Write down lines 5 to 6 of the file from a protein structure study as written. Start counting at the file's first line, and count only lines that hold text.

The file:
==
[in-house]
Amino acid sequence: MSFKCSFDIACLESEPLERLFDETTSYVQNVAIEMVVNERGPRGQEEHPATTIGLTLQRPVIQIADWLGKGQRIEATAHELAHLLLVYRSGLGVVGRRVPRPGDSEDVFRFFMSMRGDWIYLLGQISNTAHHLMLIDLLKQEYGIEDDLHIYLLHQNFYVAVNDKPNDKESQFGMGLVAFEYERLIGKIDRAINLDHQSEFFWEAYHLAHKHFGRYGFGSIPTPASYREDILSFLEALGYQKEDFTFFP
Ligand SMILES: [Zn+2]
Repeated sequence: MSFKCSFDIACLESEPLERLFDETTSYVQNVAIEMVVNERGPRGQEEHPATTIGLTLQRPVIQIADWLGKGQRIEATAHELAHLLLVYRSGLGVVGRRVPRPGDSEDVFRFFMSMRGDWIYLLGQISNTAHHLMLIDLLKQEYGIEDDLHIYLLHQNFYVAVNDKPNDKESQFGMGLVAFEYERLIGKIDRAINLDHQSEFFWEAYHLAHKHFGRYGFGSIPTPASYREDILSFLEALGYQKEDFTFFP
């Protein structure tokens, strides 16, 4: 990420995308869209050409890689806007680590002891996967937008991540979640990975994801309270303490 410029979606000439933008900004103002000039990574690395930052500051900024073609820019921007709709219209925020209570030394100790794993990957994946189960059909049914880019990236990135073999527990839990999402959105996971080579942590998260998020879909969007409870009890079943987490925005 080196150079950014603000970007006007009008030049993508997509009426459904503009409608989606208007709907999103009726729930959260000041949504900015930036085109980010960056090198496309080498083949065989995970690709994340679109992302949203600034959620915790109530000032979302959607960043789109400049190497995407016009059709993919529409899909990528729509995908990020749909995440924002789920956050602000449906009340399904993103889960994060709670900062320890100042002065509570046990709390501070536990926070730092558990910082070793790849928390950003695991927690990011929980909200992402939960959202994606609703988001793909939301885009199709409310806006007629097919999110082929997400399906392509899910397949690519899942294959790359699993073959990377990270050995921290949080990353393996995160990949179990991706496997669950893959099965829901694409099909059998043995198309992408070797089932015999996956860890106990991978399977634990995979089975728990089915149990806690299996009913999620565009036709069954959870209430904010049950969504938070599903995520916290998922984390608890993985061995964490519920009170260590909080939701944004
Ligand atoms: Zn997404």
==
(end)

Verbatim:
């Protein structure tokens, strides 16, 4: 990420995308869209050409890689806007680590002891996967937008991540979640990975994801309270303490 410029979606000439933008900004103002000039990574690395930052500051900024073609820019921007709709219209925020209570030394100790794993990957994946189960059909049914880019990236990135073999527990839990999402959105996971080579942590998260998020879909969007409870009890079943987490925005 080196150079950014603000970007006007009008030049993508997509009426459904503009409608989606208007709907999103009726729930959260000041949504900015930036085109980010960056090198496309080498083949065989995970690709994340679109992302949203600034959620915790109530000032979302959607960043789109400049190497995407016009059709993919529409899909990528729509995908990020749909995440924002789920956050602000449906009340399904993103889960994060709670900062320890100042002065509570046990709390501070536990926070730092558990910082070793790849928390950003695991927690990011929980909200992402939960959202994606609703988001793909939301885009199709409310806006007629097919999110082929997400399906392509899910397949690519899942294959790359699993073959990377990270050995921290949080990353393996995160990949179990991706496997669950893959099965829901694409099909059998043995198309992408070797089932015999996956860890106990991978399977634990995979089975728990089915149990806690299996009913999620565009036709069954959870209430904010049950969504938070599903995520916290998922984390608890993985061995964490519920009170260590909080939701944004
Ligand atoms: Zn997404």